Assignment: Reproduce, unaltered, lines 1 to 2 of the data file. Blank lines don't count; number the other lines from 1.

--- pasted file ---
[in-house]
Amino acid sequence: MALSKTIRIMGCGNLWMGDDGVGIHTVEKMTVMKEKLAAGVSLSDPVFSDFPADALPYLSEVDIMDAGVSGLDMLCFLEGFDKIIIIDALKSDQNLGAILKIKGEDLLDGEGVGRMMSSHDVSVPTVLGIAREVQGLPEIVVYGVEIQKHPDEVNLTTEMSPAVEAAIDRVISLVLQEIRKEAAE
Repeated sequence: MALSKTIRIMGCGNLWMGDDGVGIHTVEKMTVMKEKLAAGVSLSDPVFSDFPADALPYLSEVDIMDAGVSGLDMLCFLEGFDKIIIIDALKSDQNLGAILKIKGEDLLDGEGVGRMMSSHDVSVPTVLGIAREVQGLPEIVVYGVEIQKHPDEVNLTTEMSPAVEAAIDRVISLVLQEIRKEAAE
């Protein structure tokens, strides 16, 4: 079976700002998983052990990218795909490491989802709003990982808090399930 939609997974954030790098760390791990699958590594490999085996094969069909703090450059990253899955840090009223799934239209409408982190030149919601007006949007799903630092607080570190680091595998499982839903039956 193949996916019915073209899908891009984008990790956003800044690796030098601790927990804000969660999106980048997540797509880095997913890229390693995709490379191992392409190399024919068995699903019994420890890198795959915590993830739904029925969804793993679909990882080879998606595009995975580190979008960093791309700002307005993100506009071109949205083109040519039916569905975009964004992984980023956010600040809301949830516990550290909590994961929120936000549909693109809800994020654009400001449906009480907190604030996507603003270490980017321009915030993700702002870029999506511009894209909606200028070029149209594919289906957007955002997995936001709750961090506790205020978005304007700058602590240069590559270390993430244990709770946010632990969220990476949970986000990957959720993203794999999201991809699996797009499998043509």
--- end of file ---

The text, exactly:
[in-house]
Amino acid sequence: MALSKTIRIMGCGNLWMGDDGVGIHTVEKMTVMKEKLAAGVSLSDPVFSDFPADALPYLSEVDIMDAGVSGLDMLCFLEGFDKIIIIDALKSDQNLGAILKIKGEDLLDGEGVGRMMSSHDVSVPTVLGIAREVQGLPEIVVYGVEIQKHPDEVNLTTEMSPAVEAAIDRVISLVLQEIRKEAAE